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UNE presents traveling art installation that interprets viewers’ stories of medical care

from "SANCTUARY" by Emily Rapp Black and Carrie Scanga
from "SANCTUARY" by Emily Rapp Black and Carrie Scanga

January 30, 2020

"'SANCTUARY' ... seeks to have communal, cultural, and intellectual impact,” says artist Carrie Scanga.
"'SANCTUARY' ... seeks to have communal, cultural, and intellectual impact,” says artist Carrie Scanga.

The University of New England is currently presenting “SANCTUARY,” a traveling art installation that will be exhibited in medical centers, hospitals, art galleries, and academic sites across the U.S. The exhibit will be on display at UNE’s Ketchum Library Art Gallery on the Biddeford Campus through May 15.

As a “living” exhibit, “SANCTUARY” showcases the work of writer Emily Rapp Black and artist Carrie Scanga, who interpret viewers’ stories of medical circumstances in visual and textual forms in an ever-changing paper installation accompanied by written text. In each venue where it will be installed, viewers will be invited to record and submit their stories within the immersive installation. After the close of each venue’s exhibition, Scanga and Black will dismantle the sculpture and will read or listen to all submitted stories, identifying moments of rupture, healing, working-through, and peace.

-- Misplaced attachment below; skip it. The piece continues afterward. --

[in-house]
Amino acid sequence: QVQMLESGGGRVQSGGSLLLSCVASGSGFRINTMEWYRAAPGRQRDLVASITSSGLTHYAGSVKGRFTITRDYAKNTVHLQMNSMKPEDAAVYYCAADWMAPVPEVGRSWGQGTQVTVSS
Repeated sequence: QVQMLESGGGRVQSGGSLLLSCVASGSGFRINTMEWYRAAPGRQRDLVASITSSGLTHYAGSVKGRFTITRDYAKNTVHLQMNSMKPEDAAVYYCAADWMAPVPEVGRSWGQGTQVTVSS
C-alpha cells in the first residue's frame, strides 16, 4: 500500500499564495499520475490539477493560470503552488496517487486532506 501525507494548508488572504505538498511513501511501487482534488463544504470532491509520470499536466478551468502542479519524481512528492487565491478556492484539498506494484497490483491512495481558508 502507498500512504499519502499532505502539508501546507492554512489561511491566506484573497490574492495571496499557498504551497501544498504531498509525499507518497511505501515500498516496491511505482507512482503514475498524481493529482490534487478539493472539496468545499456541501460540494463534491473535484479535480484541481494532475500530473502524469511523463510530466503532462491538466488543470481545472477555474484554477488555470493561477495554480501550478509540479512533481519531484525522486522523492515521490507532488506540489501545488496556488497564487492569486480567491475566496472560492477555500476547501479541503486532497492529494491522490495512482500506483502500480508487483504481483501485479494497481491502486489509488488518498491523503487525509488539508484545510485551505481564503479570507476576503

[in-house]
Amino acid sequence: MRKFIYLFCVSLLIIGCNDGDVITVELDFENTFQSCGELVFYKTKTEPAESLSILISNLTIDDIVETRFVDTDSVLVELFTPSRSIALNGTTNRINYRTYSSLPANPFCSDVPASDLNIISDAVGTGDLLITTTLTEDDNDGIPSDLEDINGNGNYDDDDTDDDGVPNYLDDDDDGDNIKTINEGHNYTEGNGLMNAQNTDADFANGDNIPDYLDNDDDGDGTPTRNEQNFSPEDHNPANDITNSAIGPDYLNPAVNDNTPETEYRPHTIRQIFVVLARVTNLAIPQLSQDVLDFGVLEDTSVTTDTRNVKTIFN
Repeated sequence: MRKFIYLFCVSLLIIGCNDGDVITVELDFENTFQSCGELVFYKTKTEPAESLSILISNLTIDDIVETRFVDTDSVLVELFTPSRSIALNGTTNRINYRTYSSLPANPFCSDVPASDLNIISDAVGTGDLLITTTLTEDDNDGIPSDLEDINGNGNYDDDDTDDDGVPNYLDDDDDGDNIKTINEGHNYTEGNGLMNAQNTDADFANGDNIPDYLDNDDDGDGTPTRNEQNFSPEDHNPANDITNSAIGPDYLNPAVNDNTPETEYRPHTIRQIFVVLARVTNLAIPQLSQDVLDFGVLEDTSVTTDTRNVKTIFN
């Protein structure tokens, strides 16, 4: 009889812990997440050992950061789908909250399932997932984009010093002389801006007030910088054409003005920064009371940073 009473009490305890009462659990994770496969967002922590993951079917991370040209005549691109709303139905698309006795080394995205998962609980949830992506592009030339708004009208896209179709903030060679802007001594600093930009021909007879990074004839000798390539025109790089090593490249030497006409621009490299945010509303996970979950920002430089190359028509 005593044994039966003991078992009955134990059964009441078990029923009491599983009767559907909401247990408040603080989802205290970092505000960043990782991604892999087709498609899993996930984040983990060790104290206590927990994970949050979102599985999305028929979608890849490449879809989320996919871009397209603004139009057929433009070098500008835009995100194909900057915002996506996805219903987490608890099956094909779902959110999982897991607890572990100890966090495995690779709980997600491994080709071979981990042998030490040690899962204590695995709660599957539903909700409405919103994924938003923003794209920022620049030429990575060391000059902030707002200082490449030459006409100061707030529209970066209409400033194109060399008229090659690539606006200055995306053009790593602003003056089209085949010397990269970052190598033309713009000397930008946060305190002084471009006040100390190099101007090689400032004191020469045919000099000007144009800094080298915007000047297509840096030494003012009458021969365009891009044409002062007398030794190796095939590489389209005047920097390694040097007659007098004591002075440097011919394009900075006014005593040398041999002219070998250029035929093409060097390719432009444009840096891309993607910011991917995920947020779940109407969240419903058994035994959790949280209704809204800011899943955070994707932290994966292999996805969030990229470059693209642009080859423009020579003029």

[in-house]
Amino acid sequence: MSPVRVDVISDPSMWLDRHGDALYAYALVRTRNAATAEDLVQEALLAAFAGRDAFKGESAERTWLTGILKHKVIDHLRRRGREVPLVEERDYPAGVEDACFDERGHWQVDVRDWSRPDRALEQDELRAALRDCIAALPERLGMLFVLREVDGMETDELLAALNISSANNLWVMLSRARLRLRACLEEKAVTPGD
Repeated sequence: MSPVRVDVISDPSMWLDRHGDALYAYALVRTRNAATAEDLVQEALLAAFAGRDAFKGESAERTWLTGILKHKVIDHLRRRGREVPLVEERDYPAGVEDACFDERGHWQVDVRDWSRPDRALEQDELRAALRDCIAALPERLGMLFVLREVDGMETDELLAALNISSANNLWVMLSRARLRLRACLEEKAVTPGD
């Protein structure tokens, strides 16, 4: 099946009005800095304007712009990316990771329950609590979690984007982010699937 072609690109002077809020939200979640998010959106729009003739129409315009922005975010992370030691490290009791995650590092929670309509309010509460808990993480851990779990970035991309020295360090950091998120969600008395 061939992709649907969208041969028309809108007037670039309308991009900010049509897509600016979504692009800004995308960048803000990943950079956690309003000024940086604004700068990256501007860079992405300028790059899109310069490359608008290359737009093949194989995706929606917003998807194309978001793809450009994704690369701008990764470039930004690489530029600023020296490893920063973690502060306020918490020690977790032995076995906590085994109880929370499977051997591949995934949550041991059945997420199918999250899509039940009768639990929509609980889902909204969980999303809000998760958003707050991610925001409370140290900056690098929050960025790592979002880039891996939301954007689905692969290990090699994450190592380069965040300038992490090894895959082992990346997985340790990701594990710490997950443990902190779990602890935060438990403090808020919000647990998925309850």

Based on viewers’ submissions, the collaborators will change both the paper structure of the installation and the textual accompaniment. Black’s accompanying essays will provide intellectual context by interweaving viewers’ submitted stories with trauma theory, philosophy, and personal experience. All submissions will be kept anonymous. 

“SANCTUARY” is a living installation, a space that hears experiences of those working in, admitted to, or visiting medical centers. It seeks to have communal, cultural, and intellectual impact,” said Scanga.

According to Scanga and Black, “SANCTUARY” actively reverses the feelings of isolation often created by medical conditions by comingling two powerful modalities—visual and textual. “The changing installation echoes the idea that collective storytelling acts as a dynamic vehicle for individual and social change,” said Black. “SANCTUARY demonstrates new ways of thinking about peoples’ life experiences that involve medical care, moving beyond commonly-used terms such as ‘survival’ and ‘resiliency.’ Rather than viewing recovery as the end goal, our project encourages medical conditions and recovery to co-exist, giving visual and verbal forms to both processes.”

The exhibit was organized for UNE by Cally Gurley M.L.I.S., special collections librarian. UNE’s Ketchum Library Art Gallery is located on the University’s Biddeford Campus at 11 Hills Beach Road. Daily hours are 8 a.m. to 10 p.m. For more information, contact Gallery and Exhibitions Director Hilary Irons by email or phone (207-221-4449).

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